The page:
As a result, I am mindful of the tangible things I can do to increase accessibility for my team. That includes making sure that all communications I send to my organization are accessible, providing ASL interpretation and captioning at org-wide meetings, and encouraging my teams to deepen their own knowledge through training and completion of our Accessibility badge. Setting the tone from the top is important, so I want to make sure my leadership team is equipped to lead teams with employees who have a range of experiences and backgrounds. I invited individuals who had both visible and invisible disabilities to conduct a lived experience learning session with my leaders to help us learn what it means to be an ally and advocate for people with disabilities.

Make inclusivity part of the culture

At Microsoft, we know that creating a more accessible and inclusive world begins inside our company. It is part of our day-to-day culture, from our approach to inclusive hiring; to inclusive and accessible best practices for technology and collaboration; to the Disability at Microsoft ERG which offers essential connection, support and learning opportunities for the disability community and aspiring allies. There are so many opportunities for us all to lean in, listen and learn about advocacy and allyship both at work and in our personal lives.

Something else I have learned to value on this journey is having a mentor. One of my most important mentors has been my cousin, who works as an American Sign Language interpreter. She has helped me grow my understanding of the challenges, unconscious biases and misinformation that can unfavorably impact the lives of people with disabilities by creating barriers to participation. Some of the work she does is so very important – being in the delivery room with a deaf mother in labor who needs an interpreter to communicate with her doctor as she brings new life into the world, or being in the classroom with a student who needs an interpreter to interact with classmates and participate in discussions – are reminders that we must all take action to ensure the more than 1 billion people in the world living with disabilities can do their best work and achieve all they are capable of doing.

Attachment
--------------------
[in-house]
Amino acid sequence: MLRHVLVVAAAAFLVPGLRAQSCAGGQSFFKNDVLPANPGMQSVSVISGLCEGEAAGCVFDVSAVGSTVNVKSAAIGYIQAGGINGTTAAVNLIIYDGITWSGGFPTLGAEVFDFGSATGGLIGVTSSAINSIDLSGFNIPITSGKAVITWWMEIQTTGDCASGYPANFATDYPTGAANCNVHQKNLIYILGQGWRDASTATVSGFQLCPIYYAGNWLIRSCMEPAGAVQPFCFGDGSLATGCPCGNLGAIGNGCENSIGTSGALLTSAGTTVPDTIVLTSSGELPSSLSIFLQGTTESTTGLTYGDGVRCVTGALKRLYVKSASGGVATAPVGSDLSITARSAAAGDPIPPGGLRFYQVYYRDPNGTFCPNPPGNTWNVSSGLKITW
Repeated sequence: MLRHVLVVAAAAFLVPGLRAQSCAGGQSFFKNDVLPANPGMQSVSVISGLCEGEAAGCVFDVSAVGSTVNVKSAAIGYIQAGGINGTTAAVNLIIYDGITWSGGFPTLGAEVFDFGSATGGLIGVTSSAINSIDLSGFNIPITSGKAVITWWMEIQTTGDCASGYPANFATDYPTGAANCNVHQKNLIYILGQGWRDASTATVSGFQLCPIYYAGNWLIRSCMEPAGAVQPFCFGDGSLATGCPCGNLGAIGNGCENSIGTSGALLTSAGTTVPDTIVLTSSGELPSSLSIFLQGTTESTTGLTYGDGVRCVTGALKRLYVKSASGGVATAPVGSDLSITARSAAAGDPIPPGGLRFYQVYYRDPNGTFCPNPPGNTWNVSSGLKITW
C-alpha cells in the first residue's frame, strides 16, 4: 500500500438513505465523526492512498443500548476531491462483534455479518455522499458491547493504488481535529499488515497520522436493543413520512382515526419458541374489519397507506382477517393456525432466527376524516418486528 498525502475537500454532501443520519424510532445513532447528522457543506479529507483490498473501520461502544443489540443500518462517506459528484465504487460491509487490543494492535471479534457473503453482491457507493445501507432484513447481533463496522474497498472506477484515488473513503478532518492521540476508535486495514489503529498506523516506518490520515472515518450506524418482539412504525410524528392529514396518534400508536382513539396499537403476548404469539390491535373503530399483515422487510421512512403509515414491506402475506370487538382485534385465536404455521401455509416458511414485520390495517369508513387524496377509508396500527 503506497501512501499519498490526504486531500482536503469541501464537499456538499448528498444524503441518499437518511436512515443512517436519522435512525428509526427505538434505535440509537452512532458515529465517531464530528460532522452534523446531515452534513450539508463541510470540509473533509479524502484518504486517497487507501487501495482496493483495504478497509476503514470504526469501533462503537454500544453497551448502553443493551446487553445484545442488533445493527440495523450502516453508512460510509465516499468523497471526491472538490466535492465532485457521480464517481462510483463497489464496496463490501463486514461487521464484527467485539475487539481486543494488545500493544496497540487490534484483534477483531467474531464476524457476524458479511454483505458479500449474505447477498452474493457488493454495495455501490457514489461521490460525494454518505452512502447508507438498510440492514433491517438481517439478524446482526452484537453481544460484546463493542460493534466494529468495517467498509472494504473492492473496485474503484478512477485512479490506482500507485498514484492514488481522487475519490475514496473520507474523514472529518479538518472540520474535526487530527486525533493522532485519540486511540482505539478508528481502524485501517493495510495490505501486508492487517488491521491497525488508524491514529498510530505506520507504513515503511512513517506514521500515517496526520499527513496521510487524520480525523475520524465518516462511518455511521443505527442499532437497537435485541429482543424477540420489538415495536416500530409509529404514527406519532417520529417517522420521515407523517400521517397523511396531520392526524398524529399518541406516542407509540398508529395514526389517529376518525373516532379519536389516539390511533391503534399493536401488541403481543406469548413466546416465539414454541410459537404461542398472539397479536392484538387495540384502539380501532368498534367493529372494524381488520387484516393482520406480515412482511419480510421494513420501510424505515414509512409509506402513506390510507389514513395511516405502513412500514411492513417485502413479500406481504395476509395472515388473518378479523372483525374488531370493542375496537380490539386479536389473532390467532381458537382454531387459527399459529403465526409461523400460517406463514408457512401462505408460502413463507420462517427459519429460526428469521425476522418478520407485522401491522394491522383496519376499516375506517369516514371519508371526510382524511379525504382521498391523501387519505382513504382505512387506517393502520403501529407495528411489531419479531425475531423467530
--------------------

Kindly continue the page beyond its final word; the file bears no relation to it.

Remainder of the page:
International Day of Persons with Disabilities and our monthlong recognition of the disability community at Microsoft is an opportunity for all of us to think about the ways we can promote the rights and well-being of persons with disabilities in all spheres of society. Each of us can use our platforms and talents to help change the narrative of what it means to live with a disability, and to create systems that support people of all abilities.

My awareness and understanding have grown tremendously over the years. I consider it an honor and responsibility to continue to work at being an ally to the disability community and advocate globally for all people to be given the resources and support they need to fully thrive.